A Push to Protect Political Campaigns from Hackers Hits a Snag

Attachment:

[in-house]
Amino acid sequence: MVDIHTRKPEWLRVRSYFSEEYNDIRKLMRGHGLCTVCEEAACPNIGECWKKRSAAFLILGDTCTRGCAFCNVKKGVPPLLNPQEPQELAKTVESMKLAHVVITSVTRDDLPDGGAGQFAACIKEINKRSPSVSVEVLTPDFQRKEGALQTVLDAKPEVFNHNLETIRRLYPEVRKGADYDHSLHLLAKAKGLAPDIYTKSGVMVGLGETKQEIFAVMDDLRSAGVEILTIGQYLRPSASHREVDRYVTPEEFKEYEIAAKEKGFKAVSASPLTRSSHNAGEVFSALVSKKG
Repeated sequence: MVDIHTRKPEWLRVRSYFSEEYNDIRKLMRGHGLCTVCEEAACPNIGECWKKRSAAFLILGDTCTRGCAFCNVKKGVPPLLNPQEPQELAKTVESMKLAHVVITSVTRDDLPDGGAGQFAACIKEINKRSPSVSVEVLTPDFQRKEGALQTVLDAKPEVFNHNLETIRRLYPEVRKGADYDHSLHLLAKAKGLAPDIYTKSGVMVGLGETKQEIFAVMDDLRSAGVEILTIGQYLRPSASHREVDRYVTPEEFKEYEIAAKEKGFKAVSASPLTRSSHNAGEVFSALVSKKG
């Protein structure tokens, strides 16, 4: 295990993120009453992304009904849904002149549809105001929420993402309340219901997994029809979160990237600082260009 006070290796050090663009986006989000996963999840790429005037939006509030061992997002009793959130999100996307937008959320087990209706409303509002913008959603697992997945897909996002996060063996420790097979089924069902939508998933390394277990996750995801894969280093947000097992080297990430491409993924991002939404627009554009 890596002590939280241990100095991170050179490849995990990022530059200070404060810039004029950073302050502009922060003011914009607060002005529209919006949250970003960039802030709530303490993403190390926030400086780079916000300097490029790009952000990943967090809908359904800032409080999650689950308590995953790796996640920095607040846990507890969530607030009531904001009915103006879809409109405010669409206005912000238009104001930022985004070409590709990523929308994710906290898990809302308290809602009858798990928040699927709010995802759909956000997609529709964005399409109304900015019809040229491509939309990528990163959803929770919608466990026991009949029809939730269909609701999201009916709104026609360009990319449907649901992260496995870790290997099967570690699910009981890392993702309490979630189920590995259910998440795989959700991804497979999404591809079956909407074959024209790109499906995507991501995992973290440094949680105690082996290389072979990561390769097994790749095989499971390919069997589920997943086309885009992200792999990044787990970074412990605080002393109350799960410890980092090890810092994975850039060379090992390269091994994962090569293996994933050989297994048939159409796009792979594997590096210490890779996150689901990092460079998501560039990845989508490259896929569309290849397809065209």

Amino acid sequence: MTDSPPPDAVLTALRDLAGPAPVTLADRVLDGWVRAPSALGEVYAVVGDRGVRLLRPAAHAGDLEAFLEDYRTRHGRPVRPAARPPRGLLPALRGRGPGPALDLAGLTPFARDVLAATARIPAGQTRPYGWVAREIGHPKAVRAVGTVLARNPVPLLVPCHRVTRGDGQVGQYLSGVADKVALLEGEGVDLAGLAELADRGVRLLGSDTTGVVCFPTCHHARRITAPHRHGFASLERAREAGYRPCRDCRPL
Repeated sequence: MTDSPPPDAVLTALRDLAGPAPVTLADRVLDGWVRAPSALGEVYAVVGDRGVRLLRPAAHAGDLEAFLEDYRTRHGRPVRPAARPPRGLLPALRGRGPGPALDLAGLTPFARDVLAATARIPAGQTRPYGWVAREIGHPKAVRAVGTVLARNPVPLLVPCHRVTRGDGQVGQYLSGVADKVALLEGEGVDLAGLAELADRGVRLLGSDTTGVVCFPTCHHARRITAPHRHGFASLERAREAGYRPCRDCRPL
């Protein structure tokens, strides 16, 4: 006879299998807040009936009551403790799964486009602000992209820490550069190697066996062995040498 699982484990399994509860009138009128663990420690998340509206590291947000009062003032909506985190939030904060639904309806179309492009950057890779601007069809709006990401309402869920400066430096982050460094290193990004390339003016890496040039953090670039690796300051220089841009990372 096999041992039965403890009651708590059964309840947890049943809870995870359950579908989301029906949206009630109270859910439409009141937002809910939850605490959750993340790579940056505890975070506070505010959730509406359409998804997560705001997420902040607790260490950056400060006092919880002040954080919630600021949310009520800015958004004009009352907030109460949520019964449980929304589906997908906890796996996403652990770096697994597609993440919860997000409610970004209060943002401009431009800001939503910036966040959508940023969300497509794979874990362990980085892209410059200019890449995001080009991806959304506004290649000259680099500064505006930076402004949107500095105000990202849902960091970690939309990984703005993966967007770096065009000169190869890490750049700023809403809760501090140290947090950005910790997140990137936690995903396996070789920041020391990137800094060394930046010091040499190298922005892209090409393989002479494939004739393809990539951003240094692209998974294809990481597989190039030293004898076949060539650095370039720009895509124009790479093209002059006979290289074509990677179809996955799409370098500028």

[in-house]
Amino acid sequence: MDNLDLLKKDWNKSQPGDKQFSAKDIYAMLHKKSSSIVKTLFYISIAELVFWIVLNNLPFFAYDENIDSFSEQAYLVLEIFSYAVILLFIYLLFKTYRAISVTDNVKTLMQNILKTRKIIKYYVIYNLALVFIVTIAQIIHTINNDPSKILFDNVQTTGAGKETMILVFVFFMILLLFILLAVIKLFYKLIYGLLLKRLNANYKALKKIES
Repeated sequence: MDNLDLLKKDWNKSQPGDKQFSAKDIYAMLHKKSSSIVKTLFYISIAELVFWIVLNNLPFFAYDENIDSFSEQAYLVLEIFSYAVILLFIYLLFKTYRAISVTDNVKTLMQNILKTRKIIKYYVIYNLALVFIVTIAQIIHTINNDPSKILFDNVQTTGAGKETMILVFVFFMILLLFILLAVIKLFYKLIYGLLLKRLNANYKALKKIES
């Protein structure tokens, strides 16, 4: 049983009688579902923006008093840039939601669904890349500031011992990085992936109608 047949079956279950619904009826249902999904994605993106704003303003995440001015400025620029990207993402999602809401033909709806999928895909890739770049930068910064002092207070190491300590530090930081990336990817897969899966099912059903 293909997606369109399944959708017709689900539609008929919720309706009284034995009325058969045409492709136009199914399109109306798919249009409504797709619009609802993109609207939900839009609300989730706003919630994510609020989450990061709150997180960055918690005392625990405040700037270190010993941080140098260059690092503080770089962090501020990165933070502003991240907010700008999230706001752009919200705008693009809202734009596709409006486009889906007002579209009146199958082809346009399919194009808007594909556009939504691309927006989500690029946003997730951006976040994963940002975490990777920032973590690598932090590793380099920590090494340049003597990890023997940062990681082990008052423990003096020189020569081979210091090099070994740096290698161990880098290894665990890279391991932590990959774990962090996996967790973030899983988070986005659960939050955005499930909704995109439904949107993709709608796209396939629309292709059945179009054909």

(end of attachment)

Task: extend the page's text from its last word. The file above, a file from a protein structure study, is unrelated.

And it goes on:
Campaign finance laws prohibit businesses and even many nonprofits from directly contributing to political campaigns. They can’t even send pizza. Now, the United States Federal Election Commission may apply the same laws to block a cybersecurity firm from offering free or low-cost defense services to campaigns, at a time when those protections are badly needed. During the 2016 US presidential election, Russian hackers not only threatened election networks and voting systems, but wreaked havoc by targeting campaigns and political parties, particularly the Democratic National Committee, and leaking troves of sensitive data. The events showed the importance of implementing defenses against hacks like phishing, network intrusions, and denial of service attacks for even the most transient campaign efforts. But all long-running …